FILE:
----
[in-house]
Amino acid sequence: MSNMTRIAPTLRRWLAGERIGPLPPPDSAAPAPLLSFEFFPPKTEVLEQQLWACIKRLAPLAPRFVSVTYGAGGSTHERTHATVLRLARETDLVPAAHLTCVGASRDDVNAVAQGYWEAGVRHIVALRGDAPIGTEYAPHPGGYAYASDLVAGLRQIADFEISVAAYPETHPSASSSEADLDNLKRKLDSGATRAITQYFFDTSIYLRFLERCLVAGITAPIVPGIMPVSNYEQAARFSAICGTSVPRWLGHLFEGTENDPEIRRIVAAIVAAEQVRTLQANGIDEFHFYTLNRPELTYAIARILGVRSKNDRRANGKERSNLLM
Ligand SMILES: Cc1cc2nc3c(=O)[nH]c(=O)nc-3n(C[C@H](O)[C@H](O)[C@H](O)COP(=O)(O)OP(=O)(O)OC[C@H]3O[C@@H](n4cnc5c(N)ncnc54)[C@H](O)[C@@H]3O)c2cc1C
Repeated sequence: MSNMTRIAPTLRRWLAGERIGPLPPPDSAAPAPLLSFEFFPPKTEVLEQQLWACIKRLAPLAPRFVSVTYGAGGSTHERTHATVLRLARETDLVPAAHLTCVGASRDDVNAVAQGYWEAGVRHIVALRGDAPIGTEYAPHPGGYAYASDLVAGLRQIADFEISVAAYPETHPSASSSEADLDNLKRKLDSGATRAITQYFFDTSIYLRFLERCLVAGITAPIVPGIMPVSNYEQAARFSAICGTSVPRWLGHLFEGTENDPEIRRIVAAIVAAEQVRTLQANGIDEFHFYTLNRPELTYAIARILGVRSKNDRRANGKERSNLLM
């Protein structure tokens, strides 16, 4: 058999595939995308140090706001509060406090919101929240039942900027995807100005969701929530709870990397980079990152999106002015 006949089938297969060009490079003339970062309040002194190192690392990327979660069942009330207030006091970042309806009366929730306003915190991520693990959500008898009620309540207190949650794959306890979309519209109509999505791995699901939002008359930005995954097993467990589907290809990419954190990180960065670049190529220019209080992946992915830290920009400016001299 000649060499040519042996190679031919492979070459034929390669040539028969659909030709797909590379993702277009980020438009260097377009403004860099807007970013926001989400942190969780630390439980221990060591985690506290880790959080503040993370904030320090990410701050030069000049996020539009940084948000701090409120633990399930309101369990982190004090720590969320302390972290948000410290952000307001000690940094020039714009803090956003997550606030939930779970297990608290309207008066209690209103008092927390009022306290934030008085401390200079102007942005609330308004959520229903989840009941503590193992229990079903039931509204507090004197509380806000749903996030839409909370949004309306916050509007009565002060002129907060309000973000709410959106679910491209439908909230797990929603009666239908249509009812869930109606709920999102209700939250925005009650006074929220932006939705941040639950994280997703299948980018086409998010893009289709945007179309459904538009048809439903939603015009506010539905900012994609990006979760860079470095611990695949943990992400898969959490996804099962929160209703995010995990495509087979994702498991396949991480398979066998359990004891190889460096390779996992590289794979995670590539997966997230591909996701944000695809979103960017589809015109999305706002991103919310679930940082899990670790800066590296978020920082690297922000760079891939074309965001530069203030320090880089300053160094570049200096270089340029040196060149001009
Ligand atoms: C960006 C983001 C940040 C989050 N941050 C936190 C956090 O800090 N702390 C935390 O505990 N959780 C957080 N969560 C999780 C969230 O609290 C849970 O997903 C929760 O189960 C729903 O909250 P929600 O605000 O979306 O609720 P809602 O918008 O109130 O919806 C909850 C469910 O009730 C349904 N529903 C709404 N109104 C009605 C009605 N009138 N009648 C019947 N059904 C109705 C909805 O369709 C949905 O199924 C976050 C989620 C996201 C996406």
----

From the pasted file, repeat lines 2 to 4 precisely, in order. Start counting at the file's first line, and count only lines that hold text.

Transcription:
Amino acid sequence: MSNMTRIAPTLRRWLAGERIGPLPPPDSAAPAPLLSFEFFPPKTEVLEQQLWACIKRLAPLAPRFVSVTYGAGGSTHERTHATVLRLARETDLVPAAHLTCVGASRDDVNAVAQGYWEAGVRHIVALRGDAPIGTEYAPHPGGYAYASDLVAGLRQIADFEISVAAYPETHPSASSSEADLDNLKRKLDSGATRAITQYFFDTSIYLRFLERCLVAGITAPIVPGIMPVSNYEQAARFSAICGTSVPRWLGHLFEGTENDPEIRRIVAAIVAAEQVRTLQANGIDEFHFYTLNRPELTYAIARILGVRSKNDRRANGKERSNLLM
Ligand SMILES: Cc1cc2nc3c(=O)[nH]c(=O)nc-3n(C[C@H](O)[C@H](O)[C@H](O)COP(=O)(O)OP(=O)(O)OC[C@H]3O[C@@H](n4cnc5c(N)ncnc54)[C@H](O)[C@@H]3O)c2cc1C
Repeated sequence: MSNMTRIAPTLRRWLAGERIGPLPPPDSAAPAPLLSFEFFPPKTEVLEQQLWACIKRLAPLAPRFVSVTYGAGGSTHERTHATVLRLARETDLVPAAHLTCVGASRDDVNAVAQGYWEAGVRHIVALRGDAPIGTEYAPHPGGYAYASDLVAGLRQIADFEISVAAYPETHPSASSSEADLDNLKRKLDSGATRAITQYFFDTSIYLRFLERCLVAGITAPIVPGIMPVSNYEQAARFSAICGTSVPRWLGHLFEGTENDPEIRRIVAAIVAAEQVRTLQANGIDEFHFYTLNRPELTYAIARILGVRSKNDRRANGKERSNLLM